10 Years of “Homeland Security”

Stephen Flynn, a former Coast Guard Commander and one of the country’s leading thinkers on resilience and counterterrorism, has a scathing Foreign Affairs piece out this week about the state of our so-called Homeland Security. Putting aside the tedious debates over cargo screening and liquids in your carry-on, the fundamental flaw in our defenses is the failure to treat regular Americans like grown-ups and enlist them intelligently in this never-ending and complex fight. Ten years after 9/11, American officials continue to overestimate their own ability to prevent terrorism and underestimate the competence of the public. It is a scheme designed to fail, with certainty.

Flynn’s piece is behind a paywall, and it’s worth the price of admission. A few snippets to get you started:

For much of its history, the United States drew on the strength of its citizens in times of crisis, with volunteers joining fire brigades and civilians enlisting or being drafted to fight the nation’s wars. But during the Cold War, keeping the threat of a nuclear holocaust at bay required career military and intelligence professionals operating within a large, complex, and highly secretive national security establishment....By the time the Berlin Wall came down and the Soviet Union collapsed, two generations of Americans had grown accustomed to sitting on the
sidelines and the national security community had become used to operating in a world of its own.

To an extraordinary extent, this same self-contained Cold War–era national security apparatus is what Washington is using today to confront the far different challenge presented by terrorism….This is the wrong approach to protecting the homeland. Even with the help of their state and local counterparts, these federal agencies cannot detect and intercept every act of terrorism….A sidewalk T-shirt vendor, not a police patrol officer, sounded the alarm about Faisal Shahzad’s SUV in his May 2010 car-bombing attempt on New York’s Times Square. Courageous passengers and flight-crew members, not a federal air marshal, helped disrupt the suicide-bombing attempt by Umar Farouk Abdulmutallab aboard Northwest Airlines Flight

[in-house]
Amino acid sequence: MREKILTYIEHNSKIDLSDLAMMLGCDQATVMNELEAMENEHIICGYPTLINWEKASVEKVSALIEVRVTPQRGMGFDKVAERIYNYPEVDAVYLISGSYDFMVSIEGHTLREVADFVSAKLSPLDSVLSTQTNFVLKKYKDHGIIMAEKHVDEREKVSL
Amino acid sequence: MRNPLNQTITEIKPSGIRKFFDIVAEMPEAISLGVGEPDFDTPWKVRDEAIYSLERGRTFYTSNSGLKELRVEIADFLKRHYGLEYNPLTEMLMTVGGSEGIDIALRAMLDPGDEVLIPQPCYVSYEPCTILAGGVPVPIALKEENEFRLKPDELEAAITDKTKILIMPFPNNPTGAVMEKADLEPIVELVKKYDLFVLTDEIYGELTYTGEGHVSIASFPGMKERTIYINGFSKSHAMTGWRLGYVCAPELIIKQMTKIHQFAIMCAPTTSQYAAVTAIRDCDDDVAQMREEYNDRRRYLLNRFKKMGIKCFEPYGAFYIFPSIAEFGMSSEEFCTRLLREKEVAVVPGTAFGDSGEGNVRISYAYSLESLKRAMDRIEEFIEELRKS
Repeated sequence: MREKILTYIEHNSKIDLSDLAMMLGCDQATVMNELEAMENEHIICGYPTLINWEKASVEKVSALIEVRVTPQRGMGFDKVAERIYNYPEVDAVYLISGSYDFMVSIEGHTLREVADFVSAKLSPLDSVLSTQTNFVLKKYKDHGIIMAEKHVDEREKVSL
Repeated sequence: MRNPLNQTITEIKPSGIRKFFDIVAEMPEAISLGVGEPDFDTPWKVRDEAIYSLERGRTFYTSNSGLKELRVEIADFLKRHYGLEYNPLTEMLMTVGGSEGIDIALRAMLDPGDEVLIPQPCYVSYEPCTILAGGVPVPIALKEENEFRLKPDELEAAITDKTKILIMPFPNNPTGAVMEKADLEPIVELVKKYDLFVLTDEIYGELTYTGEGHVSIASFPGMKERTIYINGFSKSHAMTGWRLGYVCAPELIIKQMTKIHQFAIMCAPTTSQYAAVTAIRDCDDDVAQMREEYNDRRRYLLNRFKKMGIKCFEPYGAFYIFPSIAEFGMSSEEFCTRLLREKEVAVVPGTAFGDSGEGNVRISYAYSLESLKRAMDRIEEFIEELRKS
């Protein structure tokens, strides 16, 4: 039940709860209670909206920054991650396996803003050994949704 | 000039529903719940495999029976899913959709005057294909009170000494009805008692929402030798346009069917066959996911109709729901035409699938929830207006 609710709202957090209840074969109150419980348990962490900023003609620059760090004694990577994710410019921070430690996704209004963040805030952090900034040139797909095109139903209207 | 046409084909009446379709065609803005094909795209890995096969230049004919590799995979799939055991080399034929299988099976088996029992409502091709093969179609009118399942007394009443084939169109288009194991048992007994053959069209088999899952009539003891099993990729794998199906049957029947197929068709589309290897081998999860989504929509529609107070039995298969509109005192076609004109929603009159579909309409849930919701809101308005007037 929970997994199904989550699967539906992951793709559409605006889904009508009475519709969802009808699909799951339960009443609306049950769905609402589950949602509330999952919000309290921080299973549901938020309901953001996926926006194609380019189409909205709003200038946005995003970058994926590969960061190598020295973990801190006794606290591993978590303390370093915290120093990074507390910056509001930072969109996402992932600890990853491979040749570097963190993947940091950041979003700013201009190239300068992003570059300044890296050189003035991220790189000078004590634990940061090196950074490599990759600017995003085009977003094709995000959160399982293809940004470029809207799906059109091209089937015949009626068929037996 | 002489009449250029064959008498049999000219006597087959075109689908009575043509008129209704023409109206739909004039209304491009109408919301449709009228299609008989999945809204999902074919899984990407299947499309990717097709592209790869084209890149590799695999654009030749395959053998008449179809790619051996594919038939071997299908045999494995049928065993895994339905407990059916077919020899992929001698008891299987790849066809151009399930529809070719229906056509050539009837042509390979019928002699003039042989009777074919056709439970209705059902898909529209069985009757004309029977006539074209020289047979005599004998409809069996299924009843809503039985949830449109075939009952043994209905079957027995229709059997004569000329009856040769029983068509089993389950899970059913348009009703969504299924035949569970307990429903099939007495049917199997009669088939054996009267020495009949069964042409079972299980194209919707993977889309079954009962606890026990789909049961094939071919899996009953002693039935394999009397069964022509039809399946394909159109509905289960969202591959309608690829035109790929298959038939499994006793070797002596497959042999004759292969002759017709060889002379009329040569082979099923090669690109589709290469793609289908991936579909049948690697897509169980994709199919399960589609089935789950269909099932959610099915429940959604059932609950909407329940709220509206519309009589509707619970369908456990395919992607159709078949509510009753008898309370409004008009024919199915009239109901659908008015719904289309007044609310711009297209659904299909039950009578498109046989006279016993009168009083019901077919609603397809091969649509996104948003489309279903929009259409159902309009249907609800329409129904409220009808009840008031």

253 on Christmas Day 2009

To improve the nation’s capacity to manage dangers, federal agencies must avoid alienating the very people they are responsible for protecting. Regrettably,Washington’s growing homeland security bureaucracy has largely overlooked the need to garner support from the public. New security measures are advanced without spelling out the vulnerability that they are designed to address. When the TSA introduced full-body x-ray scanners and enhanced pat-downs at U.S. airports last fall, it prioritized public compliance over public acceptance.

ResilienceAmanda Ripley